Where is digital privacy going?
The Future of Digital and the EU's Vision
Everyone now has access to a vast amount of information through just one smartphone. While the advancement of digital technology has brought various benefits, it has also given rise to new problems, such as paralysis of state institutions due to hacking and automatic selection of information through algorithms. This week, we focus on the fate of privacy in the digital society.
The Russian invasion of Ukraine has brought to light the importance of strengthening security and protecting privacy. Especially in neighboring European countries, there is an accelerating movement to review vulnerabilities in the digital field.
One of these movements is the legislation on AI in the EU. This aims to reduce the risks associated with AI utilization while promoting innovation, such as AI-powered security networks. However, there is a need to strike a balance between safety and regulations that may hinder technological advancements.
Furthermore, comprehensive support for cybersecurity agencies in the EU and AI technology-based startups and SMEs is also required.
However, these efforts do not mean building a firewall around the EU. They are meant to empower the people of Europe to shape their digital future. At this historical moment, the EU needs to set forth a long-term vision rather than fragmented approaches.
Do You See the Bubble?
I feel like I haven’t experienced the excitement of entering a bookstore in a long time. I remember going to the language book corner, but before I knew it, I found myself looking at travel magazines, no longer encountering new things beyond my interests.
Nowadays, with just a device in hand, we can instantly find the books we want and even get recommendations based on algorithms that analyze our interests. Even when reading books on Kindle, data such as page-turning speed and emphasized phrases are fed back to Amazon’s servers to determine users’ preferences. This algorithm is not limited to books but is used in various aspects of the internet. According to surveys, the top 50 internet sites on average install 64 types of data on servers through cookies and other tracking algorithms.
This algorithm creates a situation where we can only receive information that aligns with our desires, known as the “filter bubble.” This can lead to propaganda-driven ideological divisions, biased thinking, and the spread of fake news. Every time we open a page, we unconsciously control the information we receive.
In today’s information-saturated world, it is essential to be aware of being wrapped in a bubble and to look at the world more neutrally.
Let’s open a private browsing tab and explore random information as we did when encountering new things at a bookstore.
Avoiding Being Swallowed by Tech Companies
“Tech companies managing vast amounts of personal information and turning us into a captive audience for their ad market.”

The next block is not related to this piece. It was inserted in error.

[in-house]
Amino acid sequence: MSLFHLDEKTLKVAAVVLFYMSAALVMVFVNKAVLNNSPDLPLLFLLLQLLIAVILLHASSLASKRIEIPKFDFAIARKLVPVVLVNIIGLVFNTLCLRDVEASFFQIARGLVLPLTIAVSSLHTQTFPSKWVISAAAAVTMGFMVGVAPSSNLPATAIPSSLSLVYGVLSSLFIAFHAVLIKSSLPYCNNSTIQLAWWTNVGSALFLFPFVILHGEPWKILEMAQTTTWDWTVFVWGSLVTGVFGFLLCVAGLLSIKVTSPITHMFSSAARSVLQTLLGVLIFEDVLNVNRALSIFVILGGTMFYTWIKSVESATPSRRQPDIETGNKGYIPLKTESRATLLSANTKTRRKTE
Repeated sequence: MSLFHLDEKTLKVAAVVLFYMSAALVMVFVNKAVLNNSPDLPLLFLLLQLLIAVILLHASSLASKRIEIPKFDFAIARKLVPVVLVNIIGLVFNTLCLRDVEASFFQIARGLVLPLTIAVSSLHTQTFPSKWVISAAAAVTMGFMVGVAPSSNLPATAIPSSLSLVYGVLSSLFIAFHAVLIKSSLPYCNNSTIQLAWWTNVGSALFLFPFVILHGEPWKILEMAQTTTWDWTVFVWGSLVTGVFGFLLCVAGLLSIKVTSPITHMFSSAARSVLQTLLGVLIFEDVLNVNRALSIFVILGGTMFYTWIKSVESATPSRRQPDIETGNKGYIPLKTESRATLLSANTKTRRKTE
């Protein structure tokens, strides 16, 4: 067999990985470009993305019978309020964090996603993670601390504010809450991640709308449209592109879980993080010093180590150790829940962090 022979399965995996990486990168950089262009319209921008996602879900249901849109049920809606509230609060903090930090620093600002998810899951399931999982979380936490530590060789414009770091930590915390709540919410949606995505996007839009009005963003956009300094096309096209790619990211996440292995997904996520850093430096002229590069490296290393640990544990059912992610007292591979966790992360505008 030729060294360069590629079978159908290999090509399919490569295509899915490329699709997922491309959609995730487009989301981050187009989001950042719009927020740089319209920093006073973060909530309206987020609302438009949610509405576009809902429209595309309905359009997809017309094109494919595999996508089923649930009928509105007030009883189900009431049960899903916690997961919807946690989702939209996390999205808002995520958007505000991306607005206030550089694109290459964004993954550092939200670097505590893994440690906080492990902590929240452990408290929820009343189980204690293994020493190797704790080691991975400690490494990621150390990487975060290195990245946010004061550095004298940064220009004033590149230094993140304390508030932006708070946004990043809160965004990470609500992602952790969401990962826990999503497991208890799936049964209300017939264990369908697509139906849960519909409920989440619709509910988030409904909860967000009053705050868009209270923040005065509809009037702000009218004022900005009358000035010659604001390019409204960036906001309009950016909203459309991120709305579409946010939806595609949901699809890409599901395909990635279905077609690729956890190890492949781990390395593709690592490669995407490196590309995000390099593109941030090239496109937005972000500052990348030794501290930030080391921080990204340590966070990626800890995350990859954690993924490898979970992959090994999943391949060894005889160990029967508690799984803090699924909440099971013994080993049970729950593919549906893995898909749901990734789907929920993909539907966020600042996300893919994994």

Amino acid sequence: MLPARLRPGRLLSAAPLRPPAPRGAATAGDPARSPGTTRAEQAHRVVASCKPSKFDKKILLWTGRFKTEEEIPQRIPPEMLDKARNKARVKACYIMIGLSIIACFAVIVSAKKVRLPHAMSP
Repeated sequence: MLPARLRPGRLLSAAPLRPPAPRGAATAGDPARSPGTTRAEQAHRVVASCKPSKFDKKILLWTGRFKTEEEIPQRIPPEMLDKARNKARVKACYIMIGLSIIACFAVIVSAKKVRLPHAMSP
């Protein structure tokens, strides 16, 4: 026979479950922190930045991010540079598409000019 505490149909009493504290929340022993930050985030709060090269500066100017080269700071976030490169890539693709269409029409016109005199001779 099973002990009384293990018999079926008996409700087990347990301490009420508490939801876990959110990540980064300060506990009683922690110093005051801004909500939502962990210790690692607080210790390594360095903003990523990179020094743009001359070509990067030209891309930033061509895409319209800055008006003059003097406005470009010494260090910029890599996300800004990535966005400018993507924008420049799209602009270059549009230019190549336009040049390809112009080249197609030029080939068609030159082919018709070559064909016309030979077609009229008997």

Have you ever watched the Netflix documentary “The Social Dilemma” with such a powerful message?
Nowadays, over 95% of people aged 20 to 50 in Japan own a smartphone. As consumers, it’s time to consider how to protect our privacy while providing the necessary information within the structure of companies vs. users.
Recent memory includes Google’s announcement of the discontinuation of support for third-party cookies due to concerns about data breaches. Since Apple implemented similar changes, almost all iPhone users have denied app tracking.
As a result, companies that used cookies for customer research are now facing transformation. For future corporate initiatives, ensuring transparency in privacy use and providing choices for recipients of advertisements will be crucial.
In thinking about the structure of companies and consumers from the perspective of privacy, I strongly feel the weight of increasing information literacy. An easygoing attitude like “I don’t really understand, so I’ll just go with the flow” might cause us to drown in the tides of this big era.
To actively manage information and enjoy maximum benefits, we need to stay sensitive to the moves of tech companies.
Whose Data Protection Is It For?
Data protection regulations are being developed in various countries, and safeguarding privacy in the digital space is a crucial topic.
However, there are voices questioning the existing laws. Researchers from Texas A&M University point out that current US data protection laws restrict data usage for the public good while allowing it for profit purposes.
For example, due to limitations on the use of health data, public health agencies have sometimes been unable to access crucial information during the COVID-19 pandemic. Similar challenges are faced by doctors and researchers.
Of course, strict regulations on health data can be understood, given its sensitivity. However, a survey of about 500 US residents showed a favorable response to data usage for public health and research purposes.
On the other hand, the most negative opinions were collected regarding data usage by companies for profit purposes. However, the use of personal information in the business scene is widely practiced under lenient regulations.
This highlights the discrepancy between the rules set by the government and the preferences of the people regarding data usage.
Addressing this gap will be the first step towards realizing the proper protection and utilization of data for the public good.